Alberta isn’t very happy with the Government of Canada right now, so much so that the prospect of separation has even begun to fill the mouths of some of the more hardline candidates. While the province is understandably frustrated with Ottawa and the courts, a new poll is showing that the rumoured public support for seceding from Canada is just that, rumours.
Although the idea of another separation battle makes for titillating headlines, the number of Albertans who believe they would benefit from independence from Canada remains low, a new Research Co. poll has found.
In an online survey of 601 adult Albertans, 25% of respondents agree with the statement “Alberta would be better off as its own country.” More than two-thirds of Albertans (69%) disagree with this notion, including 58% who “strongly disagree.”
“The level of support for the idea of an independent Alberta is roughly the same as it was in surveys conducted in 2014 and 2016,” says Mario Canseco, President of Research Co, in a press release. “Four years ago, with a Progressive Conservative government in Edmonton and a Conservative government in Ottawa, the findings were similar to what is observed in 2018.”
The idea of an independent Alberta is more attractive to those aged 55 and over (34%). There is also a higher amount of support among those who voted for the Wildrose Party (now part of the United Conservative Party under Jason Kenney) in the 2015 provincial election (38%).
That doesn’t mean province thinks they fall lock-step in with the rest of the country as 69% of Albertans say their views are different from the rest of Canada. There’s also no shortage of pride as 84% say they are very proud of the province they live in.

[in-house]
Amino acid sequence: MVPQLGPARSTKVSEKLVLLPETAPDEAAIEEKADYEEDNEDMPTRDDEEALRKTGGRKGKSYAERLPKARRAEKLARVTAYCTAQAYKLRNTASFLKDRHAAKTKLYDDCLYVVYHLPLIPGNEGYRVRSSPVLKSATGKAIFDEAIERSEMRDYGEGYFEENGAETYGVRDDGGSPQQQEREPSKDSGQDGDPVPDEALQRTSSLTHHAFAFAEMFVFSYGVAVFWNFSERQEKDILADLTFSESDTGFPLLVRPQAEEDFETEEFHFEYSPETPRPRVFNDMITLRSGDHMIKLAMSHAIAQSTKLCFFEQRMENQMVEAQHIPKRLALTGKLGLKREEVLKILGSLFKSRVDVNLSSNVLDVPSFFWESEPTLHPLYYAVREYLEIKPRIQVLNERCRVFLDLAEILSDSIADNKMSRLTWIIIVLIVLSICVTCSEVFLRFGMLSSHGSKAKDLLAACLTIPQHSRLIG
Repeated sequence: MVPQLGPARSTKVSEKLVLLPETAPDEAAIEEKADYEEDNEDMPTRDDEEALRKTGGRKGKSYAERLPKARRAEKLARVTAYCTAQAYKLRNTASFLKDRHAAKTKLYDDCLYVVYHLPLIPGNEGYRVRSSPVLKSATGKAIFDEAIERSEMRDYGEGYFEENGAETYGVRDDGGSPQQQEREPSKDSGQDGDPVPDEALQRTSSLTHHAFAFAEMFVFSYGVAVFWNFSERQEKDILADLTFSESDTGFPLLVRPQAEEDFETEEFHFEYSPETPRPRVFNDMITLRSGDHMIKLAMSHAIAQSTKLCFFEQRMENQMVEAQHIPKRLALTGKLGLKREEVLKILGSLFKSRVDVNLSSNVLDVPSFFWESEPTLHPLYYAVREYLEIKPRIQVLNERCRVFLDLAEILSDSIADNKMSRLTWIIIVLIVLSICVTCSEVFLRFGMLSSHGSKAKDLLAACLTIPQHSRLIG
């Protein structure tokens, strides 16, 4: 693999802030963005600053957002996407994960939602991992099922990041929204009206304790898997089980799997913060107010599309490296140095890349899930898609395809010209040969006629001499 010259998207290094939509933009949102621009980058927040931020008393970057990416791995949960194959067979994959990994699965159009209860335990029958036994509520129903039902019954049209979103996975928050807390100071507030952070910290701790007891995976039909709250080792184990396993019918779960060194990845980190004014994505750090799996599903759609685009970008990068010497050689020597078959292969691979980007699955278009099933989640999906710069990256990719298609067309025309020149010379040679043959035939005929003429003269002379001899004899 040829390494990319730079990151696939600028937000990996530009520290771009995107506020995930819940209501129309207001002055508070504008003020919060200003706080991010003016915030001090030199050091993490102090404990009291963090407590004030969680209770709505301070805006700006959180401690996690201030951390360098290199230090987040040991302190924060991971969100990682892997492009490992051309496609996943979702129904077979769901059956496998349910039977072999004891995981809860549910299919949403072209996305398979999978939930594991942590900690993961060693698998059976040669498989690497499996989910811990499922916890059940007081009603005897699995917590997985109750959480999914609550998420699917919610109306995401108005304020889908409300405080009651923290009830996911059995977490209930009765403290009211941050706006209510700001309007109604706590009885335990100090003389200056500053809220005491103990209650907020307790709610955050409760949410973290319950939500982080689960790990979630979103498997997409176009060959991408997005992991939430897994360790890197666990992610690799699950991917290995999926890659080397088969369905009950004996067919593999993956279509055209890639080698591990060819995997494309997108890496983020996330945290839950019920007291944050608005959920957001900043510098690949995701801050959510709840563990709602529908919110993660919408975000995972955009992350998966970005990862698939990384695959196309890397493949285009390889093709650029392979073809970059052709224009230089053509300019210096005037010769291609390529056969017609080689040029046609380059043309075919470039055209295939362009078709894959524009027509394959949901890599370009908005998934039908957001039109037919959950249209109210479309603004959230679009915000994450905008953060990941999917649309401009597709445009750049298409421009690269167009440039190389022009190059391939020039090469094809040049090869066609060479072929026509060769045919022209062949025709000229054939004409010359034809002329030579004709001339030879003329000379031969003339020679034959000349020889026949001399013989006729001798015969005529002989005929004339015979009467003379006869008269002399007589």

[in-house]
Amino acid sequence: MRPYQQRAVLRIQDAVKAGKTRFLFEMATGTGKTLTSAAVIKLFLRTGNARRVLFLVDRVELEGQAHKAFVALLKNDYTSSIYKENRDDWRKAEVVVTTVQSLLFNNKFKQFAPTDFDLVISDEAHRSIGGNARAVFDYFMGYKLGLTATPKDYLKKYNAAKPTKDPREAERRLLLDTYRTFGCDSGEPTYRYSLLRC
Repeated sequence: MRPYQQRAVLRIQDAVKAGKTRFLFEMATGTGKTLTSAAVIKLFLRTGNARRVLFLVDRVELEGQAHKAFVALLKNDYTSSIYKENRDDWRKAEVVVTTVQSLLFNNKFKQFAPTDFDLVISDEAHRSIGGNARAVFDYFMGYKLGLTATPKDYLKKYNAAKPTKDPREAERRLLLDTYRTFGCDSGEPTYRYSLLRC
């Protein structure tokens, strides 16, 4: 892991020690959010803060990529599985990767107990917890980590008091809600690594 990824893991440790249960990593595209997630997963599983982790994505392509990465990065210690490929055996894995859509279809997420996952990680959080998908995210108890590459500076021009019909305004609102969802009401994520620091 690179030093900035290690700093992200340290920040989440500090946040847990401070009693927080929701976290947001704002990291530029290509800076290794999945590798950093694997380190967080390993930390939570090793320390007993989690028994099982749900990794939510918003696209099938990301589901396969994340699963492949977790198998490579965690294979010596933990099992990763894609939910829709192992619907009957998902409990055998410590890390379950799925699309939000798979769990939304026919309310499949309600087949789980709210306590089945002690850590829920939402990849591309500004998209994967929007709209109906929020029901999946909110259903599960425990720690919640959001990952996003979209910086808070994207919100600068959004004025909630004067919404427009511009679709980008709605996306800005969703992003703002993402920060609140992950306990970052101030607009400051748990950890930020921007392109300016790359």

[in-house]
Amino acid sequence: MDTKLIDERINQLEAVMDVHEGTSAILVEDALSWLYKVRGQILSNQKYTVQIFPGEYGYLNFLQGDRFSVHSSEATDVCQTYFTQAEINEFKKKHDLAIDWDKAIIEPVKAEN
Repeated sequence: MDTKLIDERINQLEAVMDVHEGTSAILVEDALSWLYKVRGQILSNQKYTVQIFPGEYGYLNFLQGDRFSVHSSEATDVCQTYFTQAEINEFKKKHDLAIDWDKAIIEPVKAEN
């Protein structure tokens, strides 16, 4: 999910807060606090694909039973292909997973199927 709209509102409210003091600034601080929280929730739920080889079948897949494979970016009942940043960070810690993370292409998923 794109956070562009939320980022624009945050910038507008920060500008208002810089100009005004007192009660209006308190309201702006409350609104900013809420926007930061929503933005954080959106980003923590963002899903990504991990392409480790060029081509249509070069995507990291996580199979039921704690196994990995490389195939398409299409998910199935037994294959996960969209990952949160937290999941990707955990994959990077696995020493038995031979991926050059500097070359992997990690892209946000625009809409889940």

Three-in-five respondents (60%) say they consider themselves “Canadians first, and Albertans second,” while just under a third (31%) claim to be “Albertans first, and Canadians second.”
Albertans aged 55 and over are more likely to place the province ahead of the country (40%) than those aged 35-to-54 (30%) and those aged 18-to-34 (20%).
Alberta’s economic future is in flux as the province has faced stiff opposition from neighbouring British Columbia while attempting to have an oil pipeline built.
Currently, it waits for the federal government to fulfil its duty to consult with Indigenous populations and the National Energy Board to complete another project assessment before construction can resume.
Results are based on an online study conducted from December 13 to December 16, 2018, among 601 adults in Alberta. The data has been statistically weighted according to Canadian census figures for age, gender and region in Alberta. The margin of error— which measures sample variability—is +/- 4.0 percentage points, nineteen times out of twenty.